Translational derepression of ATF4 has been repeatedly documented under different stress conditions in cell models. For example, ATF4 protein expression has been shown to increase after leucine deprivation (31), treatment with thapsigargin (27), or hypoxia (6). In part, the upregulation of ATF4 protein expression is due to a shift in the distribution of the mRNA from small to larger polysomes. A similar phenomenon has been observed for GCN4 in S. cerevisiae in response to nutrient deprivation and treatment with butanol. The proposed model for the derepression event in yeast is that reduction of the met-tRNAi·eIF2·GTP ternary complex allows the ribosomes to bypass uORF and reinitiate at the GCN4 AUG. A similar model has been proposed for the ATF4 mRNA in mammalian cells by Harding et al. (27) and Wek and colleagues (31). In the present study, we observed a shift in the ATF4 mRNA from the subpolysomal to the polysomal fraction in the liver of PERK+/+, but not PERK−/−, mice treated with tBuHQ. At most, only one ribosome can be associated with a given mRNA in the subpolysomal fraction, suggesting that a fraction of the ATF4 mRNA is poorly translated under control conditions. Moreover, upon activation of the UPR, the poorly translated fraction shifts into polysomes, a result consistent with previous studies showing increased expression of the protein. However, even though the magnitude of the increase in eIF2α phosphorylation in the liver of GCN2+/+ mice deprived of Met was similar to that in Perk+/+ mice treated with tBuHQ, there was no significant change in the polysomal distribution of the ATF4 mRNA in response to Met deprivation. The basis for this observation is unknown. However, the finding may relate to the greater reduction in eIF2B activity in response to tBuHQ treatment compared with Met deprivation. The difference in eIF2B activity was mirrored by alterations in polysome aggregation, such that polysome aggregation was reduced to a greater extent in livers perfused with tBuHQ compared with livers deprived of Met. Because the proposed mechanism for upregulation of GCN4 and ATF4 mRNA translation depends on the activity of eIF2B, it is possible that the magnitude of the change induced by Met deprivation for 35 min is not sufficient to cause a significant shift in the ATF4 mRNA from the subpolysomal to the polysomal fraction. It is possible that longer periods of deprivation might promote ATF4 mRNA redistribution. However, such studies cannot be performed with the present model, because global rates of protein synthesis recover over longer periods of amino acid deprivation (e.g., 1–2 h) because of an increase in hepatic proteolysis (23).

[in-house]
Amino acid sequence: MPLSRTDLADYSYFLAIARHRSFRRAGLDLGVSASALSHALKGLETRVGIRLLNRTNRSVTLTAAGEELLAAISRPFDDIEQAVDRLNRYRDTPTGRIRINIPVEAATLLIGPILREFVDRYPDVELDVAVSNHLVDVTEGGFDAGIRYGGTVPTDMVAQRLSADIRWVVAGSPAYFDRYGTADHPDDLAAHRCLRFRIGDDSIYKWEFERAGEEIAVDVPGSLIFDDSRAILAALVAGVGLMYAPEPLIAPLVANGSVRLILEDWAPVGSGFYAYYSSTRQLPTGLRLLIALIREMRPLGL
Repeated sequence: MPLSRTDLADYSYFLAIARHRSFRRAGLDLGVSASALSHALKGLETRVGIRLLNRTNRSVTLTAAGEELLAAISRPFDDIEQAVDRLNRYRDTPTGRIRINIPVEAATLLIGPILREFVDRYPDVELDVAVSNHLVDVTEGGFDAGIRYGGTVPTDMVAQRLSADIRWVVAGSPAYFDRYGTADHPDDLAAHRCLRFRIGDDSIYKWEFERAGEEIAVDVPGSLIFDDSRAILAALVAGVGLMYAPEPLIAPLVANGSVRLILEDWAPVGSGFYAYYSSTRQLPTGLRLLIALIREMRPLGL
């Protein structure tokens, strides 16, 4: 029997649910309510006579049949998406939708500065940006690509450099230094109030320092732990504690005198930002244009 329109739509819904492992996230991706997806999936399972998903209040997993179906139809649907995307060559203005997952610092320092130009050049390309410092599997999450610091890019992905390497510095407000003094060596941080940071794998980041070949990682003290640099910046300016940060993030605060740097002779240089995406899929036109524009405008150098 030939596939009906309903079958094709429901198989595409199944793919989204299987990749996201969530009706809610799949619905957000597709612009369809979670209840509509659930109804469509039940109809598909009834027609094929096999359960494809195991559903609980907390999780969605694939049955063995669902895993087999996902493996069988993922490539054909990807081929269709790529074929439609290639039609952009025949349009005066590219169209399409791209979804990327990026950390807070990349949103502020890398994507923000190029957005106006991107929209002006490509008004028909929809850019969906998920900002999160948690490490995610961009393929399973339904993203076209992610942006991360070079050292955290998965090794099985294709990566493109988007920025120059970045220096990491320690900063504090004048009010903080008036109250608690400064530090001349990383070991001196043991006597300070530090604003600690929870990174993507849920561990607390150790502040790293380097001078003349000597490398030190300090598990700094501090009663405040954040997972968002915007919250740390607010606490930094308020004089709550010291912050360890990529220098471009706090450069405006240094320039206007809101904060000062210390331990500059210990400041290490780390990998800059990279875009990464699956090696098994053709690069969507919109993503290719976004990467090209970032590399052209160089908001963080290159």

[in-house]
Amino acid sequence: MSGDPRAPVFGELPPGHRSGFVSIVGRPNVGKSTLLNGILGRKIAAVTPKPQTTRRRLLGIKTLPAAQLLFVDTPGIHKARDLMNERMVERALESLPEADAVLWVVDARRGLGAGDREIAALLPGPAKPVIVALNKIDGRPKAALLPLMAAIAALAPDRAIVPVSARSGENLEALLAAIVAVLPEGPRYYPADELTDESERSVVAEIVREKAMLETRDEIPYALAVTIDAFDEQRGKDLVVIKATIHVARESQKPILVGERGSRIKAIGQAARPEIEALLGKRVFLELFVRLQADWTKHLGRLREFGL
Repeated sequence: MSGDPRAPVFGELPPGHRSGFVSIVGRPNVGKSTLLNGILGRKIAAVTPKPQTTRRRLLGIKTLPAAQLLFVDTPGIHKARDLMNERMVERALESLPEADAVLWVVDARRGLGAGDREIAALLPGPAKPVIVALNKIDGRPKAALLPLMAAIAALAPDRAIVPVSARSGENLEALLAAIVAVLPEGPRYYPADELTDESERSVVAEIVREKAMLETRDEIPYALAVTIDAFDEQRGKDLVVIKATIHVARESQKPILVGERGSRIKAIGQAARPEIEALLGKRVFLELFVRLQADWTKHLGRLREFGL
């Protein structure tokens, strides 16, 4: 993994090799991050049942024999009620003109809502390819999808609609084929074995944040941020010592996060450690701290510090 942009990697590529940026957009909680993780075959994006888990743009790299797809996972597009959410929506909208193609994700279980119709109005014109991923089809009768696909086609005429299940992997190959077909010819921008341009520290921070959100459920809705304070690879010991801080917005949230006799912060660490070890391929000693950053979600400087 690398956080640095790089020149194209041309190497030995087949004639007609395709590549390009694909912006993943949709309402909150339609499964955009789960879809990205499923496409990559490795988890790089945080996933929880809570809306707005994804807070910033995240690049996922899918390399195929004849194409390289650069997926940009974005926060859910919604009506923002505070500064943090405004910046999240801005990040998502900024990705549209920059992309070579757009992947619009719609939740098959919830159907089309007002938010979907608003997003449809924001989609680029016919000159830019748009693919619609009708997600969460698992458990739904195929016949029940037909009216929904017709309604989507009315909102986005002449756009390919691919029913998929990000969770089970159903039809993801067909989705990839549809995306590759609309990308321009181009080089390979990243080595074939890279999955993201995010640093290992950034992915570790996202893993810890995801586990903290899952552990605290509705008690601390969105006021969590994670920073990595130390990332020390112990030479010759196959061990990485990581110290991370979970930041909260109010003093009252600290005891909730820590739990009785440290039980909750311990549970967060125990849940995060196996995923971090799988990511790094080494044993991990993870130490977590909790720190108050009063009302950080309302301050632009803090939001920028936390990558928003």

Translational upregulation of ATF4 protein has been commonly reported to precede transcriptional upregulation of Ddit3 mRNA (47); however, there is evidence to suggest that the latter can also be translationally regulated, although little is yet known about the mechanism. As shown by the results of the present study, translation of the Ddit3 mRNA is also derepressed in response to activation of PERK, but not GCN2. Derepressed translation of the Ddit3 mRNA subsequently leads to decreased expression of Asns (69). Results from the present study show that the basal mRNA expression of two proteins involved in amino acid metabolism, Asns and Dct, depends on the presence of GCN2. Asns, whose expression was previously shown to depend on the presence of GCN2 (3), encodes asparagine synthetase, an enzyme that catalyzes the hydrolysis of the amido-N group of glutamine, which acts as a donor to convert aspartate to asparagine. Dct, shown to be regulated in response to GCN2 activation for the first time in this study, is involved in tyrosine metabolism and melanin synthesis. Recent reports have placed ATF5 upstream of Asns, proposing that in opposition to Ddit3 (aka CHOP), ATF5 binds to the C/EBP-ATF regulatory sequence in the Asns promoter, thus upregulating Asns gene transcription (1). The decrease in ATF5 and Asns mRNA expression in Gcn2−/− mice observed in this study provides further support for this idea. Although only a small number of transcripts, and none of those identified through the array analysis as being transcriptionally dependent on PERK, have been analyzed by qRT-PCR, their Z score value typically showed smaller changes than those identified in the GCN2 study.